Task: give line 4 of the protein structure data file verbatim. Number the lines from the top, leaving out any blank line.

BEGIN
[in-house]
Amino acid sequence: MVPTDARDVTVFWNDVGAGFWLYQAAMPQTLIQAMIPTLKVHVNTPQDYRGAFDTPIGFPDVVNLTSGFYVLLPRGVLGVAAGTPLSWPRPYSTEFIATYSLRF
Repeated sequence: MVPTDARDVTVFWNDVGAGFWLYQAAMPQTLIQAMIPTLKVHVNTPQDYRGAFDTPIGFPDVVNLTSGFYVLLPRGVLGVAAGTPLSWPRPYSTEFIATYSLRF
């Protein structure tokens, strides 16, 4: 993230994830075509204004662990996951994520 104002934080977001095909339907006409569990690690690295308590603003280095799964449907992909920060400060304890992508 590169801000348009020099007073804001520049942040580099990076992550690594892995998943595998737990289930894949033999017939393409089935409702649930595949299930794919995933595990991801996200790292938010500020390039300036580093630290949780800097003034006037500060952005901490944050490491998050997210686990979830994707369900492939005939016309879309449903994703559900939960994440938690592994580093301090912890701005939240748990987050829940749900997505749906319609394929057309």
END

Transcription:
């Protein structure tokens, strides 16, 4: 993230994830075509204004662990996951994520 104002934080977001095909339907006409569990690690690295308590603003280095799964449907992909920060400060304890992508 590169801000348009020099007073804001520049942040580099990076992550690594892995998943595998737990289930894949033999017939393409089935409702649930595949299930794919995933595990991801996200790292938010500020390039300036580093630290949780800097003034006037500060952005901490944050490491998050997210686990979830994707369900492939005939016309879309449903994703559900939960994440938690592994580093301090912890701005939240748990987050829940749900997505749906319609394929057309």